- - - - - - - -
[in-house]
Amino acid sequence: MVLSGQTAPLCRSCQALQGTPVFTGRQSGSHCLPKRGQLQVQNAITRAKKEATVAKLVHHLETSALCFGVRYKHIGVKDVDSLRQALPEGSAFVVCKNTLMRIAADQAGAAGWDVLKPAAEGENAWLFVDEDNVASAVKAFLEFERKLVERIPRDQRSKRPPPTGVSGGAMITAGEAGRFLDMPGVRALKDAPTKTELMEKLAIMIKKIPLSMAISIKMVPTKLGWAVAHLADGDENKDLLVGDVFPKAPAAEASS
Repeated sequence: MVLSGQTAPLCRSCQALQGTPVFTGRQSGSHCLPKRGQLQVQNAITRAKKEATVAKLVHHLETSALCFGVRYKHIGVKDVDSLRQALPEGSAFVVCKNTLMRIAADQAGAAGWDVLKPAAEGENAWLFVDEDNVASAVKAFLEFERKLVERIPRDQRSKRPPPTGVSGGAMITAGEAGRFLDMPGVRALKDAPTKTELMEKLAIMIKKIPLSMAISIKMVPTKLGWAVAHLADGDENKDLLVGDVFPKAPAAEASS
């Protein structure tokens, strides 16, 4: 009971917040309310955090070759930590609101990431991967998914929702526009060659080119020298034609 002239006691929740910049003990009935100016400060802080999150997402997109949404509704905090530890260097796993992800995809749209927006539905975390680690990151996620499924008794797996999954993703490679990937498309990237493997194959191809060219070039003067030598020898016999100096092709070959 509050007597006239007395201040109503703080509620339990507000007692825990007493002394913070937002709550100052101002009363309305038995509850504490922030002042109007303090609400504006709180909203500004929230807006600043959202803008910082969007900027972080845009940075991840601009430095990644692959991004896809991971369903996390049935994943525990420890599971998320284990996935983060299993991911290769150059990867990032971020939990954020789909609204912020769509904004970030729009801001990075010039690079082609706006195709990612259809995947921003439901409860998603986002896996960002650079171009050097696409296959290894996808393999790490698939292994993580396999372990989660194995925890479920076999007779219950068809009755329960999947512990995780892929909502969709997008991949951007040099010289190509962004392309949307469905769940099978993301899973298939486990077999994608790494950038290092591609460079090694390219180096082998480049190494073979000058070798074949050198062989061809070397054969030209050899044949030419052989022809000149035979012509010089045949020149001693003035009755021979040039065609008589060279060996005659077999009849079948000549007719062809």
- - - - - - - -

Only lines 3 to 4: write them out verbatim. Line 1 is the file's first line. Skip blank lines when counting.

Repeated sequence: MVLSGQTAPLCRSCQALQGTPVFTGRQSGSHCLPKRGQLQVQNAITRAKKEATVAKLVHHLETSALCFGVRYKHIGVKDVDSLRQALPEGSAFVVCKNTLMRIAADQAGAAGWDVLKPAAEGENAWLFVDEDNVASAVKAFLEFERKLVERIPRDQRSKRPPPTGVSGGAMITAGEAGRFLDMPGVRALKDAPTKTELMEKLAIMIKKIPLSMAISIKMVPTKLGWAVAHLADGDENKDLLVGDVFPKAPAAEASS
């Protein structure tokens, strides 16, 4: 009971917040309310955090070759930590609101990431991967998914929702526009060659080119020298034609 002239006691929740910049003990009935100016400060802080999150997402997109949404509704905090530890260097796993992800995809749209927006539905975390680690990151996620499924008794797996999954993703490679990937498309990237493997194959191809060219070039003067030598020898016999100096092709070959 509050007597006239007395201040109503703080509620339990507000007692825990007493002394913070937002709550100052101002009363309305038995509850504490922030002042109007303090609400504006709180909203500004929230807006600043959202803008910082969007900027972080845009940075991840601009430095990644692959991004896809991971369903996390049935994943525990420890599971998320284990996935983060299993991911290769150059990867990032971020939990954020789909609204912020769509904004970030729009801001990075010039690079082609706006195709990612259809995947921003439901409860998603986002896996960002650079171009050097696409296959290894996808393999790490698939292994993580396999372990989660194995925890479920076999007779219950068809009755329960999947512990995780892929909502969709997008991949951007040099010289190509962004392309949307469905769940099978993301899973298939486990077999994608790494950038290092591609460079090694390219180096082998480049190494073979000058070798074949050198062989061809070397054969030209050899044949030419052989022809000149035979012509010089045949020149001693003035009755021979040039065609008589060279060996005659077999009849079948000549007719062809």